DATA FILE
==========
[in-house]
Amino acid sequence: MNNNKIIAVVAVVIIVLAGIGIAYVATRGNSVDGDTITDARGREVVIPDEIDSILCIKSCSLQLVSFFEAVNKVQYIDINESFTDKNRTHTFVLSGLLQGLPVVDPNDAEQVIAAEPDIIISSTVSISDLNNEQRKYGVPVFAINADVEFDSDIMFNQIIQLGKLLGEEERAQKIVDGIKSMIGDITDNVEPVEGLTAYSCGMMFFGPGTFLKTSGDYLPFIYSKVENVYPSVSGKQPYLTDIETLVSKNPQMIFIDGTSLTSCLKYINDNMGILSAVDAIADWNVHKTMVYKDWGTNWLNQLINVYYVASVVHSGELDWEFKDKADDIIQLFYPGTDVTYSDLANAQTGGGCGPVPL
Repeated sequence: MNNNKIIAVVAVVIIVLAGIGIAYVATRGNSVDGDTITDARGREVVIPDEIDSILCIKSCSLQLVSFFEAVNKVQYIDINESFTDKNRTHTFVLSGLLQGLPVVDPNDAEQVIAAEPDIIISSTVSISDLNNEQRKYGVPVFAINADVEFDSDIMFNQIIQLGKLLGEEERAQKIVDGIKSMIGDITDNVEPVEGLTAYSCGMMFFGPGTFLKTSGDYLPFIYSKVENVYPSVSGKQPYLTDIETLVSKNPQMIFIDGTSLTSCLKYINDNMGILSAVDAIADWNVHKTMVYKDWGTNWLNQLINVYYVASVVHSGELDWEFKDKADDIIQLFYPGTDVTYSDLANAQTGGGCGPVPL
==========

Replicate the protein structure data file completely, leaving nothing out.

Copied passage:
[in-house]
Amino acid sequence: MNNNKIIAVVAVVIIVLAGIGIAYVATRGNSVDGDTITDARGREVVIPDEIDSILCIKSCSLQLVSFFEAVNKVQYIDINESFTDKNRTHTFVLSGLLQGLPVVDPNDAEQVIAAEPDIIISSTVSISDLNNEQRKYGVPVFAINADVEFDSDIMFNQIIQLGKLLGEEERAQKIVDGIKSMIGDITDNVEPVEGLTAYSCGMMFFGPGTFLKTSGDYLPFIYSKVENVYPSVSGKQPYLTDIETLVSKNPQMIFIDGTSLTSCLKYINDNMGILSAVDAIADWNVHKTMVYKDWGTNWLNQLINVYYVASVVHSGELDWEFKDKADDIIQLFYPGTDVTYSDLANAQTGGGCGPVPL
Repeated sequence: MNNNKIIAVVAVVIIVLAGIGIAYVATRGNSVDGDTITDARGREVVIPDEIDSILCIKSCSLQLVSFFEAVNKVQYIDINESFTDKNRTHTFVLSGLLQGLPVVDPNDAEQVIAAEPDIIISSTVSISDLNNEQRKYGVPVFAINADVEFDSDIMFNQIIQLGKLLGEEERAQKIVDGIKSMIGDITDNVEPVEGLTAYSCGMMFFGPGTFLKTSGDYLPFIYSKVENVYPSVSGKQPYLTDIETLVSKNPQMIFIDGTSLTSCLKYINDNMGILSAVDAIADWNVHKTMVYKDWGTNWLNQLINVYYVASVVHSGELDWEFKDKADDIIQLFYPGTDVTYSDLANAQTGGGCGPVPL